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Switch – A Clear Path to Change

Posted by Doug Davidoff

Jan 19, 2010 3:54:21 PM

I deal with change on a constant basis.  A large part of Imagine’s purpose is to guide companies and sales teams through the transformation that enables them to become Demand Creators.

Change has always fascinated me.  From the earliest time I can remember, I’ve always believed that people can do, and be, whatever they chose, and that people do not need to be stuck in a rut.  I’ve always believed that change is possible.

I guess that’s why I’ve always been attracted to a variety of theories about how to change successfully.  The more I’ve read about it, the more frequently I am disappointed with what’s written.  Books and articles either gloss over the challenges of change (I call this the affirmation school) or they dig so deep into the details that I don’t even know where to start (I call this the professorial approach).

On occasion, I come across insights that fall in the middle.  Thoughts that address the challenges faced by changing in a thoughtful and effective manner, yet maintain an action-oriented format that allow readers to implement the ideas quickly and effectively.

It is for this reason that I highly recommend you read Switch: How to Change Things When Change Is Hard when it comes out next month.  I received a pre-release copy of the book and have found it highly effective and insightful.  Of course, I shouldn’t be surprised as the authors are Chip and Dan Heath – who wrote the instant classic Making It Stick.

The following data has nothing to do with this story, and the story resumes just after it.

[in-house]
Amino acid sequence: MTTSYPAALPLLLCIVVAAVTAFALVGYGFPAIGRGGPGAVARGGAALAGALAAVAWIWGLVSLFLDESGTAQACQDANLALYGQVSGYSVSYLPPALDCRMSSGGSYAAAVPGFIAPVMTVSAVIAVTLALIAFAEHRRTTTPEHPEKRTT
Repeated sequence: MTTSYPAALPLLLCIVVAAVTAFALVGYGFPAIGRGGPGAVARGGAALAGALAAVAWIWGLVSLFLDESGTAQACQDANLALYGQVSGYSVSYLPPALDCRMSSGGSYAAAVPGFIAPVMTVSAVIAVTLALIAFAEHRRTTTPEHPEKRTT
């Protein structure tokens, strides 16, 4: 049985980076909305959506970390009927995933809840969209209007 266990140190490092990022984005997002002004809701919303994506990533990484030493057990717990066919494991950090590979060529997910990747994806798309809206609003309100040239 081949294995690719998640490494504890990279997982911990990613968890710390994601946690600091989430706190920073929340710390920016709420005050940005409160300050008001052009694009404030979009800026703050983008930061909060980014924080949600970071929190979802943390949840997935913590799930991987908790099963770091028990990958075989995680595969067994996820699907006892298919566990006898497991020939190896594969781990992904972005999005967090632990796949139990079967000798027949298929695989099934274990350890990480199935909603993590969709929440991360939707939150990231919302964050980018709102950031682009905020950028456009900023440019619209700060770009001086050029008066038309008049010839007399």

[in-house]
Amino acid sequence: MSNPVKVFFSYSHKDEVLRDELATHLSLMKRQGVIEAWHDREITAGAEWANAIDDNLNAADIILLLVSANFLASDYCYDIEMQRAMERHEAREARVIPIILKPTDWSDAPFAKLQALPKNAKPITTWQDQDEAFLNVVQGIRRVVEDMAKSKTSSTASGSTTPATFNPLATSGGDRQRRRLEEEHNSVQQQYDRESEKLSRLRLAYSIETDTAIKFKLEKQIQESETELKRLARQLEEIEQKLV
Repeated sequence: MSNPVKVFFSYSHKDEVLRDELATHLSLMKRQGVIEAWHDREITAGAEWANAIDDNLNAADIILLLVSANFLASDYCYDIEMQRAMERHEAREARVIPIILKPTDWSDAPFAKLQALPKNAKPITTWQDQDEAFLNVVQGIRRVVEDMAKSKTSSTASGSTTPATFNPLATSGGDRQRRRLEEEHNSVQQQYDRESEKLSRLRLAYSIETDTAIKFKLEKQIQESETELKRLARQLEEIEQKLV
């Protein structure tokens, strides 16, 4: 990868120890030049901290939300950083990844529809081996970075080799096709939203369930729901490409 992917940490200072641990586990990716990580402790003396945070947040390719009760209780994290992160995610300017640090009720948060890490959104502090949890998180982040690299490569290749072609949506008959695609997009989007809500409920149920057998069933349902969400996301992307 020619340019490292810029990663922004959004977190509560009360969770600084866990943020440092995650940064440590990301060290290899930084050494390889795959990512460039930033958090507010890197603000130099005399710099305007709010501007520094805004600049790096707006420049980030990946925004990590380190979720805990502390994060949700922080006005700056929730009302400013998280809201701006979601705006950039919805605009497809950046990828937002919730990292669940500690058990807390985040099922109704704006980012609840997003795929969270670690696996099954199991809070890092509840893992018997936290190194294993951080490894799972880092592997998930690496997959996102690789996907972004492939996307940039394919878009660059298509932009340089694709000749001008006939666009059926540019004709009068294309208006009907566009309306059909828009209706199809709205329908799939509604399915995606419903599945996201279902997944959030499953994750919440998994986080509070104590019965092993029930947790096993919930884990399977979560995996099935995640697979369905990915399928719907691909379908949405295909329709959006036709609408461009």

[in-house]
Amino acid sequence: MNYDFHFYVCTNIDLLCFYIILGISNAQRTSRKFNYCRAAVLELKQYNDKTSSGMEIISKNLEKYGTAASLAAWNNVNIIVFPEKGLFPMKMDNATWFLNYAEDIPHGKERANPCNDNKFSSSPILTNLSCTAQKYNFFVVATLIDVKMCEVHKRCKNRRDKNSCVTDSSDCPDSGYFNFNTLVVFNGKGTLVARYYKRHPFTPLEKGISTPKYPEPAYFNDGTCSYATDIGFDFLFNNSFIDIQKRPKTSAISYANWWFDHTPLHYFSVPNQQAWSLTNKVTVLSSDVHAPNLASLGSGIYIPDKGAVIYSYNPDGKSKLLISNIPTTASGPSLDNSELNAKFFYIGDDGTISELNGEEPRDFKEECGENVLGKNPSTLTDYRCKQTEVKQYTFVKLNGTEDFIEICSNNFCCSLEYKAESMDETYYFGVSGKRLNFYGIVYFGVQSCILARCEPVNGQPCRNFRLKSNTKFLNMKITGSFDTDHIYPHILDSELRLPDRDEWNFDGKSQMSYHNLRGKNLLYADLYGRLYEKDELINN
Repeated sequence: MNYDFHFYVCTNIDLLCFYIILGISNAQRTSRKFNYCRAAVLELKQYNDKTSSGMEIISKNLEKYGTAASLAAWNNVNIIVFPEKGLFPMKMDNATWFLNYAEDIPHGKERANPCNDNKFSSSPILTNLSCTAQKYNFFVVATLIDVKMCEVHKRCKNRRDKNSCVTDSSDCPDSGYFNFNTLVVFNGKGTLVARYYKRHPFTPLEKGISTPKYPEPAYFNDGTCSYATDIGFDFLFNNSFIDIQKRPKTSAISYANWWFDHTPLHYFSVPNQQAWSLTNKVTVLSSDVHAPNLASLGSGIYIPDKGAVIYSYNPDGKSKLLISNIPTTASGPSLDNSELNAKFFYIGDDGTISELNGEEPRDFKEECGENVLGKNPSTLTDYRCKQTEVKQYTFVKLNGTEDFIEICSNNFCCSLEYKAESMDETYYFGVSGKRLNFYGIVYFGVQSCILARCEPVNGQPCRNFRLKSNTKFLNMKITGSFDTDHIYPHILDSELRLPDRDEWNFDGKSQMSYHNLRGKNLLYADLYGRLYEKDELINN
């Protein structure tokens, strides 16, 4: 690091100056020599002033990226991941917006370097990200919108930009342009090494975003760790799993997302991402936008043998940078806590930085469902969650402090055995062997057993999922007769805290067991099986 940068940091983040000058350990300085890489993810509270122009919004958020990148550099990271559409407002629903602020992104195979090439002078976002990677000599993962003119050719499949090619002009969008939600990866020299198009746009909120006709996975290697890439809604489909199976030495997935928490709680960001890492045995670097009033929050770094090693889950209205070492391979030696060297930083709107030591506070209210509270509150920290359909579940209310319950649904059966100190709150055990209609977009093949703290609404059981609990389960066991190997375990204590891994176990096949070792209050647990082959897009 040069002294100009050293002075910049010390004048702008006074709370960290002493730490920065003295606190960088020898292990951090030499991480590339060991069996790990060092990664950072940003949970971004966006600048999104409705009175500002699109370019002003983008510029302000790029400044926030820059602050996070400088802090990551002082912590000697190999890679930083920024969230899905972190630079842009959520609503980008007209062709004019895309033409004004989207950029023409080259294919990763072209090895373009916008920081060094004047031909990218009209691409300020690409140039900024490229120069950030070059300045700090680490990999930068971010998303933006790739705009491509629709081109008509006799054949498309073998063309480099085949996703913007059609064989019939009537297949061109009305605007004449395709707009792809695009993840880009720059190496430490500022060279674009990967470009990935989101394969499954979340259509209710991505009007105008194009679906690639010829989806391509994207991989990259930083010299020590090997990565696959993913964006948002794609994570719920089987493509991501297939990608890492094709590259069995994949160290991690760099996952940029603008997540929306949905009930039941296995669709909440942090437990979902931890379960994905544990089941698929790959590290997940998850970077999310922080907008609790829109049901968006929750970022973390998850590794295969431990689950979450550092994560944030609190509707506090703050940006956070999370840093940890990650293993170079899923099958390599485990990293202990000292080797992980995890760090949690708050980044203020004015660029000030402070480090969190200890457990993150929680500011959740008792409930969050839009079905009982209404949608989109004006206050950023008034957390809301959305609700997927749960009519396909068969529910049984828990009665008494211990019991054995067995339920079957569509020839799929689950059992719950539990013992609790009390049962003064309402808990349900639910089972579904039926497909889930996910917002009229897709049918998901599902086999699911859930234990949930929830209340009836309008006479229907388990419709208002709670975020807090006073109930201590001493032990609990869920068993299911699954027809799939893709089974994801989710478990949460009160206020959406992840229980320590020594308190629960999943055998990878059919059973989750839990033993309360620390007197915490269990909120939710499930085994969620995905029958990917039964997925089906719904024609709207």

I’m quite impressed with the book as the Heaths wrote a completely different book from Made to Stick (this is not a sequel), and kept the same style and ease of it.  The Heaths share a simple three-part concept to understand the change process:


  • The rider –our rational side

  • The elephant –our emotional and instinctive side

  • The path – the methodology to achieve change


The problem is, “Anytime a six-ton Elephant and the Rider disagree about which direction to go, the Rider is going to lose.  He’s completely overmatched.”

Switch doesn’t rely on the overly simplistic idea that you must appeal to the emotional side, it clearly communicates that effective change initiatives integrate all three.  I’ll let you read the book for the details.

In a world where the only constant is change, The Switch gives you a path to thrive.  Read it.

Topics: B2B Sales Strategy